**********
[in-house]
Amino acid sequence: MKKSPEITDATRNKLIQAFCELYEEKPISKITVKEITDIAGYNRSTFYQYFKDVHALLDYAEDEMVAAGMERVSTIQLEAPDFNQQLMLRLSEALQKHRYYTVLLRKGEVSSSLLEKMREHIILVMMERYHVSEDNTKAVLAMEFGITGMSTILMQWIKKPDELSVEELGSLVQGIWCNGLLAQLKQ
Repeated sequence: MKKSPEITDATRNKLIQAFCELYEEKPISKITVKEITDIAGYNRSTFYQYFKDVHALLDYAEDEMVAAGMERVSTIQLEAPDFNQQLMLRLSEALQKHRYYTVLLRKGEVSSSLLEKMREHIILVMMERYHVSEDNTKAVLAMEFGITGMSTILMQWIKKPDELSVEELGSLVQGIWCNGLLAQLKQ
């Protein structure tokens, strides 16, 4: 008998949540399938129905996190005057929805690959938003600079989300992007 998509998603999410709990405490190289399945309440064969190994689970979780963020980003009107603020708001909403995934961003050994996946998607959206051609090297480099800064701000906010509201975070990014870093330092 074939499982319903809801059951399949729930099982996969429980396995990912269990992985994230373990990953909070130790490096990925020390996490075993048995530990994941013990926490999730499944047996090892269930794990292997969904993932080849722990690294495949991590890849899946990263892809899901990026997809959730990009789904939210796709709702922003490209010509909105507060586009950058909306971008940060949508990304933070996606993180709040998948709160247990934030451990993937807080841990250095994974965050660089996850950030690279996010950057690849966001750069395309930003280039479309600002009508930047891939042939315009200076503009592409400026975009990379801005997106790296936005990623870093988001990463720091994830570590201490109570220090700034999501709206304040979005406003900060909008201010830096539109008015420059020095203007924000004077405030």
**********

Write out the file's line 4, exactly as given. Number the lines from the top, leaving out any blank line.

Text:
């Protein structure tokens, strides 16, 4: 008998949540399938129905996190005057929805690959938003600079989300992007 998509998603999410709990405490190289399945309440064969190994689970979780963020980003009107603020708001909403995934961003050994996946998607959206051609090297480099800064701000906010509201975070990014870093330092 074939499982319903809801059951399949729930099982996969429980396995990912269990992985994230373990990953909070130790490096990925020390996490075993048995530990994941013990926490999730499944047996090892269930794990292997969904993932080849722990690294495949991590890849899946990263892809899901990026997809959730990009789904939210796709709702922003490209010509909105507060586009950058909306971008940060949508990304933070996606993180709040998948709160247990934030451990993937807080841990250095994974965050660089996850950030690279996010950057690849966001750069395309930003280039479309600002009508930047891939042939315009200076503009592409400026975009990379801005997106790296936005990623870093988001990463720091994830570590201490109570220090700034999501709206304040979005406003900060909008201010830096539109008015420059020095203007924000004077405030």